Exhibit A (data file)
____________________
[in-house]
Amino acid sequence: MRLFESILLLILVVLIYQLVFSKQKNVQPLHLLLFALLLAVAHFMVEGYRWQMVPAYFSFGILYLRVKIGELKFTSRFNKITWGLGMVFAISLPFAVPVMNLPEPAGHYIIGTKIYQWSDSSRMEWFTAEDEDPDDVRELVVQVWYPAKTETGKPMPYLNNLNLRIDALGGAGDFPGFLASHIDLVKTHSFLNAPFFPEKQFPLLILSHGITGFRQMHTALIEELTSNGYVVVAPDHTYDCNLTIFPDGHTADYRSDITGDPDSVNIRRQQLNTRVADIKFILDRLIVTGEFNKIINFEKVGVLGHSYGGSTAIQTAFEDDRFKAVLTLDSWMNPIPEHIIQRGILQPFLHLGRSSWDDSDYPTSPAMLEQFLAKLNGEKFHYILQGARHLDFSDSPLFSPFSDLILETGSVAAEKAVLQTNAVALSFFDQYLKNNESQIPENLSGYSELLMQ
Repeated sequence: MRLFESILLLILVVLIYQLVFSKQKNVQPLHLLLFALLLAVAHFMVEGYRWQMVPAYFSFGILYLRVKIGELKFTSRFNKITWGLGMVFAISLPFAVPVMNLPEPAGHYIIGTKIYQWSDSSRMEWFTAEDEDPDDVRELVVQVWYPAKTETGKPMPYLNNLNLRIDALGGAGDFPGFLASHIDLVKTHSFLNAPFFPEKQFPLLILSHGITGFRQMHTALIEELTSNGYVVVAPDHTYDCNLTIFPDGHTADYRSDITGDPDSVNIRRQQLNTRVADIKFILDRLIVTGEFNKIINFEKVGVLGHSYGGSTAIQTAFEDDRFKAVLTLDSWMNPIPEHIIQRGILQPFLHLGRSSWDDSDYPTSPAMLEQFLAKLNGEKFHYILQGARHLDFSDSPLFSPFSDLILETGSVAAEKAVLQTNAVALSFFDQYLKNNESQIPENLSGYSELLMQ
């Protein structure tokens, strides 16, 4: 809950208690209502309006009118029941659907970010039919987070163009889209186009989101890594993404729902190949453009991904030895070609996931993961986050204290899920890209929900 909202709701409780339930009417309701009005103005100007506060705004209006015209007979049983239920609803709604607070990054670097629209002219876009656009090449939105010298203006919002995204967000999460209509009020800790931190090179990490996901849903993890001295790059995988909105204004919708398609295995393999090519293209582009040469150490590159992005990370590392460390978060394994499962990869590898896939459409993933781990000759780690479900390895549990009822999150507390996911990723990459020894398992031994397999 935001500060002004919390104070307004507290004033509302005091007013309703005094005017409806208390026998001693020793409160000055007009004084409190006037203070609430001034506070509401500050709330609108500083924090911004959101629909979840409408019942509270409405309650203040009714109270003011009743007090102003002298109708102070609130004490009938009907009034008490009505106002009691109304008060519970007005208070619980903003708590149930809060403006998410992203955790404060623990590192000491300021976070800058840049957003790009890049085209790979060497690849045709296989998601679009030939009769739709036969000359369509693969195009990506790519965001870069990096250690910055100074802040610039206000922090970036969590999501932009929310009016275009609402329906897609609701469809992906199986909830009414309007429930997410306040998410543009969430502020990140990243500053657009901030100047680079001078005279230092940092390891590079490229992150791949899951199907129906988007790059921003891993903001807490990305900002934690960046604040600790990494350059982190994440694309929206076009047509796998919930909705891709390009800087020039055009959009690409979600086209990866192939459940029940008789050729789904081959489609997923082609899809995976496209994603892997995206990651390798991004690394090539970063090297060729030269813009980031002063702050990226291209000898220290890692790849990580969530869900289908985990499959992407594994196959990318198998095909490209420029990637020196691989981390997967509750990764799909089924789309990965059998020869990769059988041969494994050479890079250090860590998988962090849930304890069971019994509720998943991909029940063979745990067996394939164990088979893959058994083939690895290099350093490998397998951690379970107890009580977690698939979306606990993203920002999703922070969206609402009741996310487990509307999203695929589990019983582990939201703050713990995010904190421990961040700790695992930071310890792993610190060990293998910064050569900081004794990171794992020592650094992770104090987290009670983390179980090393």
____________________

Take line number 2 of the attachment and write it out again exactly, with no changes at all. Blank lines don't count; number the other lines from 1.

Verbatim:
Amino acid sequence: MRLFESILLLILVVLIYQLVFSKQKNVQPLHLLLFALLLAVAHFMVEGYRWQMVPAYFSFGILYLRVKIGELKFTSRFNKITWGLGMVFAISLPFAVPVMNLPEPAGHYIIGTKIYQWSDSSRMEWFTAEDEDPDDVRELVVQVWYPAKTETGKPMPYLNNLNLRIDALGGAGDFPGFLASHIDLVKTHSFLNAPFFPEKQFPLLILSHGITGFRQMHTALIEELTSNGYVVVAPDHTYDCNLTIFPDGHTADYRSDITGDPDSVNIRRQQLNTRVADIKFILDRLIVTGEFNKIINFEKVGVLGHSYGGSTAIQTAFEDDRFKAVLTLDSWMNPIPEHIIQRGILQPFLHLGRSSWDDSDYPTSPAMLEQFLAKLNGEKFHYILQGARHLDFSDSPLFSPFSDLILETGSVAAEKAVLQTNAVALSFFDQYLKNNESQIPENLSGYSELLMQ